Stetson University

College of Arts and Sciences

First Year English

The First Year English courses at Stetson are set up so that every student, no matter their level of preparation, acquires the writing skills necessary for academic success. It is our firm belief that expert teachers of literature are very well equipped to teach writing, both analytical and argumentative, and hence every member of our distinguished faculty teaches in the First Year English program under the guidance of the Director of First Year English. Years of literary analysis and our own writing and research give us a substantial body of knowledge about effective writing.

The Practical Details: Advisor and Student FAQ

How much English do I need to take?
Stetson students are required to successfully complete 6 of the 9 hours of First Year English. Thus, for example, students taking EH 111 go on to take EH 121; students in EH 121 go on to take EH 131. First Year English courses must be taken sequentially--no student may take EH 121 and then go on to take EH 111, or take EH 131 and subsequently take EH 121. Stetson policy is that students must remain continually enrolled in First Year English courses until they have completed the requirements. In other words, students may not skip a semester of FYE.

Can I take EH 111? It looks easier.
Students must be PLACED in EH 111 based on various criteria; students may not opt to enroll in the course. Contact the Director of First Year English at for additional information about EH 111 placement.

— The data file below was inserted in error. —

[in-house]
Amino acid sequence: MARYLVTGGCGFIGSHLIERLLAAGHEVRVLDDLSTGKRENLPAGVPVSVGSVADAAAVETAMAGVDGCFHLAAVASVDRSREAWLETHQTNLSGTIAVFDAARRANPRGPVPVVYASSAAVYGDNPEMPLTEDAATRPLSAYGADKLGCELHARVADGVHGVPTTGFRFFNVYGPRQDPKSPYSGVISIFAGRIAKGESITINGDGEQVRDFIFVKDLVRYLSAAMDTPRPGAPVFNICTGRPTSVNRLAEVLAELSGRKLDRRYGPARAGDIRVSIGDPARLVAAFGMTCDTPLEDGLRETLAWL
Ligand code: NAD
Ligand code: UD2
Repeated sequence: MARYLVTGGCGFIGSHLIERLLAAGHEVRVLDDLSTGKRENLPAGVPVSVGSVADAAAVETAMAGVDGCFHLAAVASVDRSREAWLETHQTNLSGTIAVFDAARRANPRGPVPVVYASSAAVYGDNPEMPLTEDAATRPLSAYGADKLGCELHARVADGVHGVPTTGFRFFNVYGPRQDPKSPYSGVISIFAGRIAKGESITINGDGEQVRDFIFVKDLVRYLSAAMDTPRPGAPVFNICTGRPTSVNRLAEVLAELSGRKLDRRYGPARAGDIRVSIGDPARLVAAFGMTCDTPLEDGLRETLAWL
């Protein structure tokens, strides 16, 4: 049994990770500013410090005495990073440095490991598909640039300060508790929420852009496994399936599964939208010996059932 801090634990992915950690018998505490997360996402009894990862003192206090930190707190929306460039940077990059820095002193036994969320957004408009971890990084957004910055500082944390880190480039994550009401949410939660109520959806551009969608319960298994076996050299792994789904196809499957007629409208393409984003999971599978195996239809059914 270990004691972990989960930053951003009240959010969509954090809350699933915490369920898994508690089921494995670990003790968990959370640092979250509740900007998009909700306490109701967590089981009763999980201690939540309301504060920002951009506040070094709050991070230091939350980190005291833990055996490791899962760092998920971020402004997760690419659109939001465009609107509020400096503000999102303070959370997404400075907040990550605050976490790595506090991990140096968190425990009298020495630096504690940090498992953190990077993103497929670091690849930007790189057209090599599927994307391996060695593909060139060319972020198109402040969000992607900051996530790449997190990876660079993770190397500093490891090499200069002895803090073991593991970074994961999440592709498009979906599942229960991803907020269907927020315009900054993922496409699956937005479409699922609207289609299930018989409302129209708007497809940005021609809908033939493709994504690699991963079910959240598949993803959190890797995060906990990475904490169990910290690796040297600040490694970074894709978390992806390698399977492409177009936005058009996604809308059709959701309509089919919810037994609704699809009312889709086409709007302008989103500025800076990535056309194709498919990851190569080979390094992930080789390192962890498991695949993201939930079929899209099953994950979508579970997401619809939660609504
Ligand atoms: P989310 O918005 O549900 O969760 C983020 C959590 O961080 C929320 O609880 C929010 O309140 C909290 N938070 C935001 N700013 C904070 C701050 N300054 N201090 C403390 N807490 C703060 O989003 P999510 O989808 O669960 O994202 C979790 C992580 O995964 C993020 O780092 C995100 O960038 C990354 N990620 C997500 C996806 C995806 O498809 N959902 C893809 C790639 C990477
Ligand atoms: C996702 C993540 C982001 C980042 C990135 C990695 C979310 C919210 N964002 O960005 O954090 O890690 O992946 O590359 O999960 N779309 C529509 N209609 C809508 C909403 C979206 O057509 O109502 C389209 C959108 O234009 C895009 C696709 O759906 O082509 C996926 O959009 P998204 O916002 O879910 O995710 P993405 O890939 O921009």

What about my AP or IB credits?
AP and IB scores are often high enough to warrant exemptions from EH 121 and EH 131. Consult the Director of First Year English for the particulars.

Can I try to test out of EH 121 or EH 131?
At the beginning of every semester, the First Year English Program offers exemption examinations. Students hoping for an exemption from EH 121 take a two part exam: the first part is objective (comprehension and grammar understanding), and students doing very well on this part are invited to take the next part, an essay written under timed conditions and then read by at least two faculty members, who decide whether the student has demonstrated the skills we expect from students when they leave EH 121. This decision is final, and so students are expected to remain enrolled in their EH 121 courses until they are notified that they have passed the exams.
Students attempting to test out of EH 131 are given an essay examination in which they read a specific piece of literature (essay, poem, short story) and respond to it in critically interpretative ways. These essays are read by at least two faculty who decide whether the student has demonstrated mastery of the materials. These results are also final, and the same warning applies: students should remain enrolled in their EH 131 course unless notified differently.

What about grading?